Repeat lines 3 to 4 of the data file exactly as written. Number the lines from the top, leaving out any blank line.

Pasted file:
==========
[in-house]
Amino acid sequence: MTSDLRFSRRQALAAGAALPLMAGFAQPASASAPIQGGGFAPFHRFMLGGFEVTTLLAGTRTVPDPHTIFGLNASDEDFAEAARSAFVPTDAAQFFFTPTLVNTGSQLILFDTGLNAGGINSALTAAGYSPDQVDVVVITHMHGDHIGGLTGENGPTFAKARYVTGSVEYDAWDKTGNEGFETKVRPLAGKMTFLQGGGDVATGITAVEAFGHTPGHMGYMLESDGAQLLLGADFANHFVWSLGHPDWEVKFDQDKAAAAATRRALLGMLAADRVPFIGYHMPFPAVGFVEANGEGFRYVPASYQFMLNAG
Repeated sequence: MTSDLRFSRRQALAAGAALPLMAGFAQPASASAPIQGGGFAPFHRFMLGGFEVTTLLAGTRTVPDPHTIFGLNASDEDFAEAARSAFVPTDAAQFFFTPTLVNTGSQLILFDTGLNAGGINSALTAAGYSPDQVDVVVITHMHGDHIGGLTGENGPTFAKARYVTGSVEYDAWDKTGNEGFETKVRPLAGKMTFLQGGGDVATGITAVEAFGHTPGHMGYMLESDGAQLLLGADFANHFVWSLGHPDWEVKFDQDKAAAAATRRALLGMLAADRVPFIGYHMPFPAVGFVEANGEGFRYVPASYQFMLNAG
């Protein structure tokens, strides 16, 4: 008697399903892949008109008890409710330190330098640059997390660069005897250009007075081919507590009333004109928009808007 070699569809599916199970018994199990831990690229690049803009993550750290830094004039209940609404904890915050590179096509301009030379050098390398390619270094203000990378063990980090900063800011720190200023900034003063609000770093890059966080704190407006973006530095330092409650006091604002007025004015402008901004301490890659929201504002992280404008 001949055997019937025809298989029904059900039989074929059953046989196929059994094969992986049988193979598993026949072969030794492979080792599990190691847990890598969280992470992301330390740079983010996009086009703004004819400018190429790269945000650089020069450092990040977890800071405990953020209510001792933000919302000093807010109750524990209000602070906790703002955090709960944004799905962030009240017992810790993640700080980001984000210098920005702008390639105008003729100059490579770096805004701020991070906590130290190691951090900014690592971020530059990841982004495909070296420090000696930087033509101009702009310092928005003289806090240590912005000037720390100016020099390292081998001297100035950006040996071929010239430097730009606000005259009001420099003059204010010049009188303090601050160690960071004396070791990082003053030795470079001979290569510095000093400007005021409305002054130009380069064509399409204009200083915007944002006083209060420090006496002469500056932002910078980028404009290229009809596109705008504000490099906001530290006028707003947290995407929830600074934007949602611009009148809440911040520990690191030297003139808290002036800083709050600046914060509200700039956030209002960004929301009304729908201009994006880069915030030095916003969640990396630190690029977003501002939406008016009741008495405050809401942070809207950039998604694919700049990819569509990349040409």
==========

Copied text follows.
Repeated sequence: MTSDLRFSRRQALAAGAALPLMAGFAQPASASAPIQGGGFAPFHRFMLGGFEVTTLLAGTRTVPDPHTIFGLNASDEDFAEAARSAFVPTDAAQFFFTPTLVNTGSQLILFDTGLNAGGINSALTAAGYSPDQVDVVVITHMHGDHIGGLTGENGPTFAKARYVTGSVEYDAWDKTGNEGFETKVRPLAGKMTFLQGGGDVATGITAVEAFGHTPGHMGYMLESDGAQLLLGADFANHFVWSLGHPDWEVKFDQDKAAAAATRRALLGMLAADRVPFIGYHMPFPAVGFVEANGEGFRYVPASYQFMLNAG
């Protein structure tokens, strides 16, 4: 008697399903892949008109008890409710330190330098640059997390660069005897250009007075081919507590009333004109928009808007 070699569809599916199970018994199990831990690229690049803009993550750290830094004039209940609404904890915050590179096509301009030379050098390398390619270094203000990378063990980090900063800011720190200023900034003063609000770093890059966080704190407006973006530095330092409650006091604002007025004015402008901004301490890659929201504002992280404008 001949055997019937025809298989029904059900039989074929059953046989196929059994094969992986049988193979598993026949072969030794492979080792599990190691847990890598969280992470992301330390740079983010996009086009703004004819400018190429790269945000650089020069450092990040977890800071405990953020209510001792933000919302000093807010109750524990209000602070906790703002955090709960944004799905962030009240017992810790993640700080980001984000210098920005702008390639105008003729100059490579770096805004701020991070906590130290190691951090900014690592971020530059990841982004495909070296420090000696930087033509101009702009310092928005003289806090240590912005000037720390100016020099390292081998001297100035950006040996071929010239430097730009606000005259009001420099003059204010010049009188303090601050160690960071004396070791990082003053030795470079001979290569510095000093400007005021409305002054130009380069064509399409204009200083915007944002006083209060420090006496002469500056932002910078980028404009290229009809596109705008504000490099906001530290006028707003947290995407929830600074934007949602611009009148809440911040520990690191030297003139808290002036800083709050600046914060509200700039956030209002960004929301009304729908201009994006880069915030030095916003969640990396630190690029977003501002939406008016009741008495405050809401942070809207950039998604694919700049990819569509990349040409």